Clipping is a tool that can be very useful when painting complex user interfaces for any type of computer graphics display. There are two types of clipping in the subject of computer graphics, clipping to improve performance, and clipping for effect. This article will focus on how clipping is implemented in the WIN32 API, specifically within device contexts (DC)s.
While some of the discussion in this tutorial may only be of interest to developers who seek advanced knowledge on the WIN32 clipping regions, the bulk of this guide is set at an intermediate level. Also, to know many of the secrets behind the structure and organization of the clipping regions will allow you to make design decisions that will allow you to more readily exploit these features.
This article will describe the challenges and difficulties that I worked through to arrive at the visual effect I was aiming towards (however, I will not focus on the effect in the previous article, more about this later). I found there are many samples for how to use both ::GradientFill and ::AlphaBlend. Even if the examples on MSDN show all of the capabilities of ::GdiAlphaBlend, the results displayed on the screen do not provide any new insight on how the function works. All of the effects could be recreated with calls to ::Rectangle and ::GradientFill. The samples are also performed on a white background. I was confused by the results of my first attempts of alpha-blending when I moved away from the plain white background.
While looking for examples for the previous two functions, I discovered there is only one other documented function exported from this library, ::TransparentBlt. Therefore, I decided to describe all three of these functions and cover the entire DLL for this article.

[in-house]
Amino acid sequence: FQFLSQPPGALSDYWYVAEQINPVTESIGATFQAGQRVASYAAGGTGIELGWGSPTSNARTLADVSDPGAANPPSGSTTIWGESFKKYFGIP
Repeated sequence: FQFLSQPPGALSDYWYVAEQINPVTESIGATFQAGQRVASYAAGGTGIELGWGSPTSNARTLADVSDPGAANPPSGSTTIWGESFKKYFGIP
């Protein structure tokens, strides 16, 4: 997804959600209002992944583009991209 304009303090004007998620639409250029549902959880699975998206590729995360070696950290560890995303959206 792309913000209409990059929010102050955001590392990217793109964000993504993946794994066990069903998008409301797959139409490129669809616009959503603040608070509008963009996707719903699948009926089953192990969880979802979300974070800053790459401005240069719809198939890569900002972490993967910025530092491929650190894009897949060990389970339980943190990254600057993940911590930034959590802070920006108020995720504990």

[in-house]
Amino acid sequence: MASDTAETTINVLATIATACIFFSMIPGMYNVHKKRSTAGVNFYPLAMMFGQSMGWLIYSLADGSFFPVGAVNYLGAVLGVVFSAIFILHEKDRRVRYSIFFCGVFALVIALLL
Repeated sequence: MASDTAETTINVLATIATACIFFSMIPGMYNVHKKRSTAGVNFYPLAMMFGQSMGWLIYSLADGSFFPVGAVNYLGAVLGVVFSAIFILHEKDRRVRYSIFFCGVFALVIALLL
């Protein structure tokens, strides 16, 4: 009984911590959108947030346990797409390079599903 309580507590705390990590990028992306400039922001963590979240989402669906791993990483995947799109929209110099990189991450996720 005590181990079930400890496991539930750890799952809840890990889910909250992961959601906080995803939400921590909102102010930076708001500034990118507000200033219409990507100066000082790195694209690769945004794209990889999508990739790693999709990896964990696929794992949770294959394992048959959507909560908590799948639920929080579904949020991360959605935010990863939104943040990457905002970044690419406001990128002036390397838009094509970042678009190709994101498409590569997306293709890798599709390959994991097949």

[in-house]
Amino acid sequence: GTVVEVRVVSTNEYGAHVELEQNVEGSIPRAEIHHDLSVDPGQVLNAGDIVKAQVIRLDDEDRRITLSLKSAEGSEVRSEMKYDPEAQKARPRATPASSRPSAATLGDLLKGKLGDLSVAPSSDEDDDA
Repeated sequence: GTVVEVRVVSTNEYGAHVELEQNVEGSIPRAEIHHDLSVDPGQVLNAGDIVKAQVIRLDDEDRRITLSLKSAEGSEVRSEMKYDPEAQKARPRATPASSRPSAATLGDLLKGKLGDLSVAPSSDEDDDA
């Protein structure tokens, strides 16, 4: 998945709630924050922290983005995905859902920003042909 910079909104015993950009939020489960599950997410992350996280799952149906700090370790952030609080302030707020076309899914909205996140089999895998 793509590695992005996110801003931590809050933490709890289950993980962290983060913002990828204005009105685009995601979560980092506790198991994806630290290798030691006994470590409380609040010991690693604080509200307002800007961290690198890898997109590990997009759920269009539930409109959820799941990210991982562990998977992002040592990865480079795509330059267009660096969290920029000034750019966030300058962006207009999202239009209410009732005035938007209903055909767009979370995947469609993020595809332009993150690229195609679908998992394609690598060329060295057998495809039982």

While thinking of possible demonstrations to apply these functions toward, I began to see how useful and flexible these functions are, even though they appear quite rigid and simple. Ultimately, this article is about Image Composition. With the help of the functions in MsImg32.dll applied in some creative ways, dynamically generated images that look great are only a few lines of code away, even written in C++ and using the Win32 API.
Windows Template Library (WTL)
This is my favorite framework for developing windows applications. I am comfortable with templates, I think Microsoft did a fantastic job with ATL, and this produces a very minimal object-oriented structure for your windows applications. Unfortunately, it seems that WTL is not used by many anymore. However, if you need to perform Win32 API Windows development, I would still recommend this framework.
I have written a new message loop class called CGameLoop that derives from CMessageLoop, and is more suitable for game programming with WTL window support.
Design and Architecture
I have been developing user level applications for Windows CE based devices for about 5 years now. The quality of the development tools for this platform has improved considerably in those 5 years. However, the tool quality still pales in comparison to what is available to a Windows Desktop developer. A debugger exists for these mobile devices, however it is not always possible to use the debugger. Many times when debugging an application a developer will be reduced to using MessageBox or writing data to a log file.
For some of the projects that I have helped develop, the developers have created a series of C pre-processor macros for instrumenting their code. These macros can be selectively compiled into the application when instrumentation reporting is desired. Normally the output is written to a log file. Typically a macro is created to indicate when a function is entered, when it is left, the input parameters and the return values, and even reporting macros for certain checkpoints in the code.